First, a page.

Google doesn’t want Swedes to use the word ‘ungoogleable’ for all search engines

26 Mar 2013

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The Swedish Language Council has been asked by Google to remove the word ‘ogooglebar’ (meaning ‘ungoogleable’) from its list of 40 new words commonly used by Swedes in 2012.

The list is published annually by the council and represents Sweden’s zeitgeist as much as its language, recognising the most popular terms coined by Swedish people in the passing year.

As well as ‘ogooglebar’, the 2012 list includes tech-based terms such as ‘livslogga’ or ‘life log’ to continually document one’s life in pictures and ‘köttrymd’ or ‘flesh space’ to mean the world we actually live in as opposed to that which we once called cyberspace. An adaptation of the English ‘no mobile phone phobia’ also made it on to the list as ‘nomofob’ (or ‘nomophobe’).

Other topical additions include the English word ‘brony’, which refers to members of My Little Pony’s growing male fan base, and ‘Zlataner’, a verb formed from celebrated Swedish footballer Zlatan Ibrahimovic’s name which means to dominate or be the best at something.

Language will not be defined by Google

‘Ogooglebar’ has been defined as someone or something that you can’t find on the web with the use of a search engine. The tech giant appears to have taken offence in its name being used to cover all search engines and asked that the definition be amended to refer to Google searches only.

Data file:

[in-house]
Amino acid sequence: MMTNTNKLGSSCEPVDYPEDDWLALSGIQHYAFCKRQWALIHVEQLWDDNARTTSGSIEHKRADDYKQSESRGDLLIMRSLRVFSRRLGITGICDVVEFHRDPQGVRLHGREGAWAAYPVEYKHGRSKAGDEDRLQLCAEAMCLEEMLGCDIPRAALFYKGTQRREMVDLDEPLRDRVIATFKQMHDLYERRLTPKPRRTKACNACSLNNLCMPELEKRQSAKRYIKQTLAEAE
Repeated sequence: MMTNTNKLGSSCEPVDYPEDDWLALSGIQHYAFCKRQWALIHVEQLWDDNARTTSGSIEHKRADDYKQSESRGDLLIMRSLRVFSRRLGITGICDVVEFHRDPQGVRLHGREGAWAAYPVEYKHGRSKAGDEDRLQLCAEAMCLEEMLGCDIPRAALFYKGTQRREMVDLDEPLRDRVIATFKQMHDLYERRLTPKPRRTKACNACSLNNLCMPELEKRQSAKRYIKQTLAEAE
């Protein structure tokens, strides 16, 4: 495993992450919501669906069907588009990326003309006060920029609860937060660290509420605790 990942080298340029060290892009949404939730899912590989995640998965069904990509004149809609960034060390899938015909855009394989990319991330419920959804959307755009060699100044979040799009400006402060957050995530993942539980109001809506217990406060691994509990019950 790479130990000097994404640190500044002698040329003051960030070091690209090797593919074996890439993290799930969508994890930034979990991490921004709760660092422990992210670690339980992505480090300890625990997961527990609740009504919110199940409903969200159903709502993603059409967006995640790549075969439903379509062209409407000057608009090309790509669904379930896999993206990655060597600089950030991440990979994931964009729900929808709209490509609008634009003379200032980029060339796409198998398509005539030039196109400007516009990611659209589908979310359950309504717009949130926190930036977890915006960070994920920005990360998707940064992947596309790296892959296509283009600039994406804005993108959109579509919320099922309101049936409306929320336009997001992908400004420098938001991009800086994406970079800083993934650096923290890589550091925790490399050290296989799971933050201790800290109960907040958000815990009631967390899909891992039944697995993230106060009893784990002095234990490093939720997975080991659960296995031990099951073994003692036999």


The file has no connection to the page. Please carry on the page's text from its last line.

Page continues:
The Swedish Language Council weren’t happy to comply, though, and have instead stricken the offending word from its annual list – the first time it has done so.

However, the council head Ann Cederberg realises that this will not stop the use and spread of the word. “If we want to have ‘ogooglebar’ in the language, then we’ll use the word and it’s our use that gives it meaning – not a multinational company exerting pressure,” she said in a statement to The Local, insisting that the definition would not be changed. “It would go against our principles, and the principles of language. Google has forgotten one thing: language development doesn’t care about brand protection.”

Google search image by Annette Shaff via Shutterstock

Elaine Burke is managing editor of Siliconrepublic.com

editorial@siliconrepublic.com